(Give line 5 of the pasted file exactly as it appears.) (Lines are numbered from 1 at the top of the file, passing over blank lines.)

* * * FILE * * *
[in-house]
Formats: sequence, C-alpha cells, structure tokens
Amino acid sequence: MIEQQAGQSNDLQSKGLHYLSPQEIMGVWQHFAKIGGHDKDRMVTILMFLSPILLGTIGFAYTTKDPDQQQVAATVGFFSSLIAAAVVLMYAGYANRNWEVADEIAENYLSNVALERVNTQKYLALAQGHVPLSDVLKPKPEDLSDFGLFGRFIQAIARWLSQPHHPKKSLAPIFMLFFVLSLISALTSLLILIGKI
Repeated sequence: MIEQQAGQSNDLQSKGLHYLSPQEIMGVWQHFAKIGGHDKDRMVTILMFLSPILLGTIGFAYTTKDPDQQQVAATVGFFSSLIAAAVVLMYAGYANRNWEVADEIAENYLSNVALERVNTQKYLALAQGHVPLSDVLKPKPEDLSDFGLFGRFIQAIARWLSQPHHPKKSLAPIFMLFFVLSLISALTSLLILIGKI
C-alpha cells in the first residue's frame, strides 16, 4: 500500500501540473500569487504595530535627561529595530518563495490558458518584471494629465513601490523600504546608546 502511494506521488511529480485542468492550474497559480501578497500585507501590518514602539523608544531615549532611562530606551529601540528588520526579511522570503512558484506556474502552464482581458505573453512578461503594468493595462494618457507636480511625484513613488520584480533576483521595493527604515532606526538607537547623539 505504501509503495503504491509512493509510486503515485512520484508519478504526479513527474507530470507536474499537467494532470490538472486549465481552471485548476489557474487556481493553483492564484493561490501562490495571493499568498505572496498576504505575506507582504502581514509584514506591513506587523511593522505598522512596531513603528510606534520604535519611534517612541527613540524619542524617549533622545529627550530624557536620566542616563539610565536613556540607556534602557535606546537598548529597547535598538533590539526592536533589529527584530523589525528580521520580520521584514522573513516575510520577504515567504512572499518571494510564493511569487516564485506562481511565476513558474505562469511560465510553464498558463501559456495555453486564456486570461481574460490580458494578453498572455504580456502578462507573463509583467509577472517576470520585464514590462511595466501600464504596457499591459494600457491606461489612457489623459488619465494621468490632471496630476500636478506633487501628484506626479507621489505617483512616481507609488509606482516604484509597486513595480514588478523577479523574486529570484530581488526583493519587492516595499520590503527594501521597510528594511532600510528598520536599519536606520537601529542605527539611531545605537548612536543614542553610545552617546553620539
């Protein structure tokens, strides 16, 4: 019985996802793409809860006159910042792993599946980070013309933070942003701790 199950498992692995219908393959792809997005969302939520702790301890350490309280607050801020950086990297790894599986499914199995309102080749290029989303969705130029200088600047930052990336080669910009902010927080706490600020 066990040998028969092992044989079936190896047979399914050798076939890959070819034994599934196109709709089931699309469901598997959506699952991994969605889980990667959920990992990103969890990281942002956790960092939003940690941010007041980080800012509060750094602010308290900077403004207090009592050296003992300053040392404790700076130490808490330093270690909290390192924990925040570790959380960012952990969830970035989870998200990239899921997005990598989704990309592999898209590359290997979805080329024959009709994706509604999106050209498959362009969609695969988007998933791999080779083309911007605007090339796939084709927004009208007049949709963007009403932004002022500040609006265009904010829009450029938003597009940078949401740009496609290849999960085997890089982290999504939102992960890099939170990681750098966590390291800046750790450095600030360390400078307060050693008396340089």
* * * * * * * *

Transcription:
C-alpha cells in the first residue's frame, strides 16, 4: 500500500501540473500569487504595530535627561529595530518563495490558458518584471494629465513601490523600504546608546 502511494506521488511529480485542468492550474497559480501578497500585507501590518514602539523608544531615549532611562530606551529601540528588520526579511522570503512558484506556474502552464482581458505573453512578461503594468493595462494618457507636480511625484513613488520584480533576483521595493527604515532606526538607537547623539 505504501509503495503504491509512493509510486503515485512520484508519478504526479513527474507530470507536474499537467494532470490538472486549465481552471485548476489557474487556481493553483492564484493561490501562490495571493499568498505572496498576504505575506507582504502581514509584514506591513506587523511593522505598522512596531513603528510606534520604535519611534517612541527613540524619542524617549533622545529627550530624557536620566542616563539610565536613556540607556534602557535606546537598548529597547535598538533590539526592536533589529527584530523589525528580521520580520521584514522573513516575510520577504515567504512572499518571494510564493511569487516564485506562481511565476513558474505562469511560465510553464498558463501559456495555453486564456486570461481574460490580458494578453498572455504580456502578462507573463509583467509577472517576470520585464514590462511595466501600464504596457499591459494600457491606461489612457489623459488619465494621468490632471496630476500636478506633487501628484506626479507621489505617483512616481507609488509606482516604484509597486513595480514588478523577479523574486529570484530581488526583493519587492516595499520590503527594501521597510528594511532600510528598520536599519536606520537601529542605527539611531545605537548612536543614542553610545552617546553620539